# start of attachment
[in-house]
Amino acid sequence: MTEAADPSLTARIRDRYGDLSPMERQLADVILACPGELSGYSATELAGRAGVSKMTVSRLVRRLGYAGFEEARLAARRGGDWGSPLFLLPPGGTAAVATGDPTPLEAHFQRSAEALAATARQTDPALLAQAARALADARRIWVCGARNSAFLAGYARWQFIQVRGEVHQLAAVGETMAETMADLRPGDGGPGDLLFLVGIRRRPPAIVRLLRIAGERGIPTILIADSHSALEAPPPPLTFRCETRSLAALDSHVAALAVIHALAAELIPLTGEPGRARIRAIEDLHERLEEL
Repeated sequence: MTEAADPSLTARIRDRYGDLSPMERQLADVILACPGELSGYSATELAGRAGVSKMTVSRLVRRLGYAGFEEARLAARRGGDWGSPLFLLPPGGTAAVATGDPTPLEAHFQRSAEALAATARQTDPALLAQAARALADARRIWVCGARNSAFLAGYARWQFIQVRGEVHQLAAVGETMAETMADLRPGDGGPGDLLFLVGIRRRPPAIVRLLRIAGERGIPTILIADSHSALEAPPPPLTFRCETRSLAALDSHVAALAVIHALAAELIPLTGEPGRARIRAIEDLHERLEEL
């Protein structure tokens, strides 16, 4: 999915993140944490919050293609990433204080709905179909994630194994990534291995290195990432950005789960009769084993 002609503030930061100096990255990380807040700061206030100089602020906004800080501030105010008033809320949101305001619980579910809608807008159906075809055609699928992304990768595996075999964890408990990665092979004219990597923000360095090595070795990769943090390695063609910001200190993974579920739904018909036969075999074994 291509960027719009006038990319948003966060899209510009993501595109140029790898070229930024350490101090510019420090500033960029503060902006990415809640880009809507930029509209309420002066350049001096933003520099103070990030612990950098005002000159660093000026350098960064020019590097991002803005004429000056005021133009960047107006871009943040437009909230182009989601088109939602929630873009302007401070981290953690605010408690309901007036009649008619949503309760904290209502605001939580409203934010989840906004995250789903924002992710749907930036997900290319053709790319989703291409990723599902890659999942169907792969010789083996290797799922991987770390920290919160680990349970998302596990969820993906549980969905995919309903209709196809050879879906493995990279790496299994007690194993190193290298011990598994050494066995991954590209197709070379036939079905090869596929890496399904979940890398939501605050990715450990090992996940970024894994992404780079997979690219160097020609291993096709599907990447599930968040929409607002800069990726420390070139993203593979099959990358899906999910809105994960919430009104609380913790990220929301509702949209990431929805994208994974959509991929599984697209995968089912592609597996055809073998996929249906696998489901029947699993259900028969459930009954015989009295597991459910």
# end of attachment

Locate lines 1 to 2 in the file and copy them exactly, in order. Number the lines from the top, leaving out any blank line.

[in-house]
Amino acid sequence: MTEAADPSLTARIRDRYGDLSPMERQLADVILACPGELSGYSATELAGRAGVSKMTVSRLVRRLGYAGFEEARLAARRGGDWGSPLFLLPPGGTAAVATGDPTPLEAHFQRSAEALAATARQTDPALLAQAARALADARRIWVCGARNSAFLAGYARWQFIQVRGEVHQLAAVGETMAETMADLRPGDGGPGDLLFLVGIRRRPPAIVRLLRIAGERGIPTILIADSHSALEAPPPPLTFRCETRSLAALDSHVAALAVIHALAAELIPLTGEPGRARIRAIEDLHERLEEL